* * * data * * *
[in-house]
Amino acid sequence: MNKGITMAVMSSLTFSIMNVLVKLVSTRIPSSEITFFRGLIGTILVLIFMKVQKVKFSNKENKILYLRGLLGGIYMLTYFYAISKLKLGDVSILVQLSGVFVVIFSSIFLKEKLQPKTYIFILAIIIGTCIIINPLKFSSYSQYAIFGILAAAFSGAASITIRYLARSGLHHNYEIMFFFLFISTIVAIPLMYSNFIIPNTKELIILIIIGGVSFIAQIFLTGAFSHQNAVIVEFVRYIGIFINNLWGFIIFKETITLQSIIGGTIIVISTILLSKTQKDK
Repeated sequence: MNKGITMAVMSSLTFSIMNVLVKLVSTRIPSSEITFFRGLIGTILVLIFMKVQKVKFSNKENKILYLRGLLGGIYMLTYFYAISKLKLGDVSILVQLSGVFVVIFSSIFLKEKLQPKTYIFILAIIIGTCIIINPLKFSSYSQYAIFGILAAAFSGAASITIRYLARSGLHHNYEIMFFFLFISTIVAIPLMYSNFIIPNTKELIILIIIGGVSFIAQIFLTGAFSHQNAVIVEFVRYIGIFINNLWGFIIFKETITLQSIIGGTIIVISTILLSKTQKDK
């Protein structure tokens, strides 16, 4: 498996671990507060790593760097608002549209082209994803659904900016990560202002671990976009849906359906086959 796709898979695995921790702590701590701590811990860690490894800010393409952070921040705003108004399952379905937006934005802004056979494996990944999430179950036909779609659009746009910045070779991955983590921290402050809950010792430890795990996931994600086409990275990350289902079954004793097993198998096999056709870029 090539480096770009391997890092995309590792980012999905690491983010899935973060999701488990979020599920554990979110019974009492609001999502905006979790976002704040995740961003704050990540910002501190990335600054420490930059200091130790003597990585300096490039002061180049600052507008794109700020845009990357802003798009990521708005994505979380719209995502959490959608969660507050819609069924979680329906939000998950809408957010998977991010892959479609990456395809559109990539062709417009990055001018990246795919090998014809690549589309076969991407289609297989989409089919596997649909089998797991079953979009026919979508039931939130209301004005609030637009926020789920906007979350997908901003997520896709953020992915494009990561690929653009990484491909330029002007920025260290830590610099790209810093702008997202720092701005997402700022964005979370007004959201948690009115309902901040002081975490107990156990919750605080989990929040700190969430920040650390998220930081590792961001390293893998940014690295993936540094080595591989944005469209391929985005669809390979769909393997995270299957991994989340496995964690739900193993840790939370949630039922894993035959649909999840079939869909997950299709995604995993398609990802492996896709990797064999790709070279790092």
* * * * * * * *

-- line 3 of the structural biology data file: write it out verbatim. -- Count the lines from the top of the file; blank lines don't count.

Repeated sequence: MNKGITMAVMSSLTFSIMNVLVKLVSTRIPSSEITFFRGLIGTILVLIFMKVQKVKFSNKENKILYLRGLLGGIYMLTYFYAISKLKLGDVSILVQLSGVFVVIFSSIFLKEKLQPKTYIFILAIIIGTCIIINPLKFSSYSQYAIFGILAAAFSGAASITIRYLARSGLHHNYEIMFFFLFISTIVAIPLMYSNFIIPNTKELIILIIIGGVSFIAQIFLTGAFSHQNAVIVEFVRYIGIFINNLWGFIIFKETITLQSIIGGTIIVISTILLSKTQKDK